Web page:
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Lexus' New Steering Yoke Is Weird but Kinda Wonderful

This completely electronic system has some real advantages over conventional steering wheels, though there is a learning curve.

Craig Cole Former reviews editor
Craig brought 15 years of automotive journalism experience to the Cars team. A lifelong resident of Michigan, he's as happy with a wrench or welding gun in hand as he is in front of the camera or behind a keyboard. When not hosting videos or cranking out features and reviews, he's probably out in the garage working on one of his project cars. He's fully restored a 1936 Ford V8 sedan and then turned to resurrecting another flathead-powered relic, a '51 Ford Crestliner. Craig has been a proud member of the Automotive Press Association (APA) and the Midwest Automotive Media Association (MAMA).
Craig Cole
4 min read
2023 Lexus RZ 450e
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2023 Lexus RZ 450e

Yep, it's real.

Craig Cole/CNET

Along with , another automaker is quite literally reinventing the wheel:  Lexus will offer a futuristic-looking yoke in its new 2023 RZ 450e all-electric SUV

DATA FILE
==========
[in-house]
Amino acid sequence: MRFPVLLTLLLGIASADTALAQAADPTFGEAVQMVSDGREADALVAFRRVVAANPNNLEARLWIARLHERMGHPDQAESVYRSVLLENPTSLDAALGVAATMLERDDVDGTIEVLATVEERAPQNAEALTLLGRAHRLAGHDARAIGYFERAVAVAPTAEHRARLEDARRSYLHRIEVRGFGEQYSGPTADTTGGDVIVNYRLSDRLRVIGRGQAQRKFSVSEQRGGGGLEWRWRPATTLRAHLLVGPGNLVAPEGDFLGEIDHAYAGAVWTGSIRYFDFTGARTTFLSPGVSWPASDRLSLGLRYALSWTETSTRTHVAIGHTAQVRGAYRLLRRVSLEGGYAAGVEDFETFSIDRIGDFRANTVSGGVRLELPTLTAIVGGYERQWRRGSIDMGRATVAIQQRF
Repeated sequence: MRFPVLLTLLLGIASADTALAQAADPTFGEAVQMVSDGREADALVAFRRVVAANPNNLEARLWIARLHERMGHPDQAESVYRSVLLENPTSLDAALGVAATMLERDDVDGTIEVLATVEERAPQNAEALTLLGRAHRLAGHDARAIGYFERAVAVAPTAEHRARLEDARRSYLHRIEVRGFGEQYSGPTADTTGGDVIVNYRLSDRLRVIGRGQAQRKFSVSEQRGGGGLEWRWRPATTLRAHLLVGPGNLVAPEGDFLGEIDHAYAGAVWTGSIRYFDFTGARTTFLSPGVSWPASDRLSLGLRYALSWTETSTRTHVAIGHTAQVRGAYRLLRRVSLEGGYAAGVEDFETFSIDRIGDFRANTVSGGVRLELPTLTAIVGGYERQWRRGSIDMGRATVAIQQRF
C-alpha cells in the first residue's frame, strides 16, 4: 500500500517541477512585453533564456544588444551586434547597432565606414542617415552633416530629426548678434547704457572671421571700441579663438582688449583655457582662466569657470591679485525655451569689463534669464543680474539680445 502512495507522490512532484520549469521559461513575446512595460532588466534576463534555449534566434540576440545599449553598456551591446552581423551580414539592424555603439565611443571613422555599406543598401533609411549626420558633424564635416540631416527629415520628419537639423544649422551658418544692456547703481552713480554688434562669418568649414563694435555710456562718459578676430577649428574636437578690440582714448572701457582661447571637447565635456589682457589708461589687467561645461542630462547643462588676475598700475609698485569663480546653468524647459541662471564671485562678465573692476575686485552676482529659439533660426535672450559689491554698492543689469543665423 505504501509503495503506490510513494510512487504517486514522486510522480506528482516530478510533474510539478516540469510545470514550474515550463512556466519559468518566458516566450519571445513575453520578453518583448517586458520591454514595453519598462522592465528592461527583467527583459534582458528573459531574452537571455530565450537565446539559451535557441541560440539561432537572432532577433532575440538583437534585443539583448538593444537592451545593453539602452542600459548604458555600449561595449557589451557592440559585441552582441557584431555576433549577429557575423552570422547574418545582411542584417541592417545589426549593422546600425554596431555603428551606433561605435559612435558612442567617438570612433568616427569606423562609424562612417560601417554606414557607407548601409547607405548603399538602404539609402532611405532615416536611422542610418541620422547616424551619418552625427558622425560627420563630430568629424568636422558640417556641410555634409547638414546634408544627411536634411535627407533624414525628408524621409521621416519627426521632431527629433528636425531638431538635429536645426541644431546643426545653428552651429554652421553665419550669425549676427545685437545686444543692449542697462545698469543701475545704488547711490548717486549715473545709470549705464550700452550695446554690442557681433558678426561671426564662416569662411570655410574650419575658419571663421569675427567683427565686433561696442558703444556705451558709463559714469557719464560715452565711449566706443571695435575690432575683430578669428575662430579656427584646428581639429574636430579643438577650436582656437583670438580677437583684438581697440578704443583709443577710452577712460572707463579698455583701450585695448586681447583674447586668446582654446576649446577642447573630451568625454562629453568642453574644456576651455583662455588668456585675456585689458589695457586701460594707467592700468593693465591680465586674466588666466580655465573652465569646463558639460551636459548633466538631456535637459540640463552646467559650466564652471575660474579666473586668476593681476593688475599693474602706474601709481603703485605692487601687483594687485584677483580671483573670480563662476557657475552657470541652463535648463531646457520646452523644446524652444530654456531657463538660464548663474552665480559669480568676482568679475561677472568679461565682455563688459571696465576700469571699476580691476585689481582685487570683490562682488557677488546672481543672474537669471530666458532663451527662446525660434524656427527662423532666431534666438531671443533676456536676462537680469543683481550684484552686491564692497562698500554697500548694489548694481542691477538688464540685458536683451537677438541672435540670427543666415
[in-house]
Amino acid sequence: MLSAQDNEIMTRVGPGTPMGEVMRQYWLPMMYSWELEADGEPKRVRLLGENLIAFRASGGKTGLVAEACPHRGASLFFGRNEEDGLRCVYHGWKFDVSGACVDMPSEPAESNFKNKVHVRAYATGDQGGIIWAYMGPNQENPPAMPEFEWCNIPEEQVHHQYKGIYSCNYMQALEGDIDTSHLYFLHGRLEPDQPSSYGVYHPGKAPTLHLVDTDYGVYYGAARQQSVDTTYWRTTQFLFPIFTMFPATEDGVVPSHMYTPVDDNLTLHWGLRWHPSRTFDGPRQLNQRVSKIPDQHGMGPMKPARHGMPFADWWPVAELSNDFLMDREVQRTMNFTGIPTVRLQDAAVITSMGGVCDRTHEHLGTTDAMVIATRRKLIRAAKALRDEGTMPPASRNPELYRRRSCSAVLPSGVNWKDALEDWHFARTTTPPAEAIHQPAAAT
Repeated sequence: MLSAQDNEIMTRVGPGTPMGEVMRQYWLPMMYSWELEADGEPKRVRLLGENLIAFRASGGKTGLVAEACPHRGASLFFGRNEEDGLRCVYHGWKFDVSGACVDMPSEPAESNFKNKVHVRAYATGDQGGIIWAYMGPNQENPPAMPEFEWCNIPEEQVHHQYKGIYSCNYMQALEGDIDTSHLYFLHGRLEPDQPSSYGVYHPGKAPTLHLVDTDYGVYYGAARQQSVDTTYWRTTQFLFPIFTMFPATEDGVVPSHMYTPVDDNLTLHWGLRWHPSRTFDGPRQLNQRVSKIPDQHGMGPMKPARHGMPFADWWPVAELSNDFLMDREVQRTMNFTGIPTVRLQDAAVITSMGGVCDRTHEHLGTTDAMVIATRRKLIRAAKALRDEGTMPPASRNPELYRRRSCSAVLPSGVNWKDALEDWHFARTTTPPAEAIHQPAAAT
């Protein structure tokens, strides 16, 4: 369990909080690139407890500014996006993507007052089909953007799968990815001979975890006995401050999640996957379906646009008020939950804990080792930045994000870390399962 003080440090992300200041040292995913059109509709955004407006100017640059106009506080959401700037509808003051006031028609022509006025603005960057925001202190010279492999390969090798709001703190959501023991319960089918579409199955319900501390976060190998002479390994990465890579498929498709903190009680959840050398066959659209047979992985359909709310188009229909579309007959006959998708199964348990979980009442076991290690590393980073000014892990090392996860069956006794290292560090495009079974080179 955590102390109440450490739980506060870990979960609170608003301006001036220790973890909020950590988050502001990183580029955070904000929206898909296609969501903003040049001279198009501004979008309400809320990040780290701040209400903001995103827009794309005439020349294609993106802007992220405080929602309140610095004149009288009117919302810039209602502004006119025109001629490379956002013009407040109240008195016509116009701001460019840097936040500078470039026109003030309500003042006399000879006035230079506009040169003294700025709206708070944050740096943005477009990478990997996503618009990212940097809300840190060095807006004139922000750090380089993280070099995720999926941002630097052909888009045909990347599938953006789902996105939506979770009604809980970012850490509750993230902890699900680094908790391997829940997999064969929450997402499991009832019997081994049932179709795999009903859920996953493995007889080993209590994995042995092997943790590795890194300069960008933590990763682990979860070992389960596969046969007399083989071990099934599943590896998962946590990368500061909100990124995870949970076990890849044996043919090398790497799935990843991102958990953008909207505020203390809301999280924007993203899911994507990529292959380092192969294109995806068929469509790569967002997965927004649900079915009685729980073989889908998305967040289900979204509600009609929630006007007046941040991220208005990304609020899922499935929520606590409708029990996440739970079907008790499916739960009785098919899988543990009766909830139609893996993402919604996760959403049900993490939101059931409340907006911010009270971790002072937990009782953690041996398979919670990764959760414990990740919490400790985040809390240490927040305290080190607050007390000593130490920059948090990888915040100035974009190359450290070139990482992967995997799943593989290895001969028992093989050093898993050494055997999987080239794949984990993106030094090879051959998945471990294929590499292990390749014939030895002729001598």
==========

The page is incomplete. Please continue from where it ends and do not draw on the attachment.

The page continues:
. This almost handlebar-like input device provides some genuine benefits, but as I found out while testing the RZ in Spain last week, it also takes some getting used to.

The technology will be called One Motion Grip (yep, that's OMG for short) though in the US it will be christened Steer-By-Wire, a more sensible name. With no physical mechanical connection to the front wheels, Lexus' yoke eliminates wheel winding and hand-over-hand movements in tight, low-speed turns. This setup also provides a better view of the instrument cluster and enhances agility at pretty much all speeds.

But why? Takashi Watanabe, the RZ 450e's chief engineer, explained that EVs have much more torque and are usually far more responsive than internal-combustion vehicles. He and his team wanted to offer a steering system that matches the responsiveness of an electric powertrain, and the only real way to do this is with steer-by-wire technology. He also noted that as drivers become more familiar with the technology, it could also serve as a stepping stone to autonomous vehicles with steering wheels that completely fold away when not in use. Basically, in its own way, the yoke is helping to prepare motorists for a self-driving future.